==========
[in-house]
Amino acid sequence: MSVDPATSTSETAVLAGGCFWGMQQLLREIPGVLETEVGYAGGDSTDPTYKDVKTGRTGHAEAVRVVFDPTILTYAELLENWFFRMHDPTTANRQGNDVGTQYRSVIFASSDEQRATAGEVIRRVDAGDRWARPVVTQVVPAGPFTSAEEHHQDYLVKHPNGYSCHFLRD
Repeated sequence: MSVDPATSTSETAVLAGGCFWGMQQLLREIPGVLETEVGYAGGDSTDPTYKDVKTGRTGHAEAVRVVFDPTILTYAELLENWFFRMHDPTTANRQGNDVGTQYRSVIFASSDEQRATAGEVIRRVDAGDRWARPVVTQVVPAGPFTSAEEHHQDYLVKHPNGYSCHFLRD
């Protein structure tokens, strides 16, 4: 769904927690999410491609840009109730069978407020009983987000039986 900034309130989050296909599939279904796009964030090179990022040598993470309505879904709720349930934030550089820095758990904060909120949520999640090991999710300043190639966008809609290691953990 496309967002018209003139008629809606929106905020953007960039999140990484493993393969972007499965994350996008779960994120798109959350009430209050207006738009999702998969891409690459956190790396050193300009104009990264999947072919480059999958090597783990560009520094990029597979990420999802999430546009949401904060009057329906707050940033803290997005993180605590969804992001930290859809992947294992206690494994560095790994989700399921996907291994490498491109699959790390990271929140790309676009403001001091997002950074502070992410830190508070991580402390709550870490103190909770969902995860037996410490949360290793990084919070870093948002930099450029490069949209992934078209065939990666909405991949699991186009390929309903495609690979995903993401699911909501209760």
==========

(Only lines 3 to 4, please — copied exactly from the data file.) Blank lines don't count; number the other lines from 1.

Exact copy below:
Repeated sequence: MSVDPATSTSETAVLAGGCFWGMQQLLREIPGVLETEVGYAGGDSTDPTYKDVKTGRTGHAEAVRVVFDPTILTYAELLENWFFRMHDPTTANRQGNDVGTQYRSVIFASSDEQRATAGEVIRRVDAGDRWARPVVTQVVPAGPFTSAEEHHQDYLVKHPNGYSCHFLRD
């Protein structure tokens, strides 16, 4: 769904927690999410491609840009109730069978407020009983987000039986 900034309130989050296909599939279904796009964030090179990022040598993470309505879904709720349930934030550089820095758990904060909120949520999640090991999710300043190639966008809609290691953990 496309967002018209003139008629809606929106905020953007960039999140990484493993393969972007499965994350996008779960994120798109959350009430209050207006738009999702998969891409690459956190790396050193300009104009990264999947072919480059999958090597783990560009520094990029597979990420999802999430546009949401904060009057329906707050940033803290997005993180605590969804992001930290859809992947294992206690494994560095790994989700399921996907291994490498491109699959790390990271929140790309676009403001001091997002950074502070992410830190508070991580402390709550870490103190909770969902995860037996410490949360290793990084919070870093948002930099450029490069949209992934078209065939990666909405991949699991186009390929309903495609690979995903993401699911909501209760």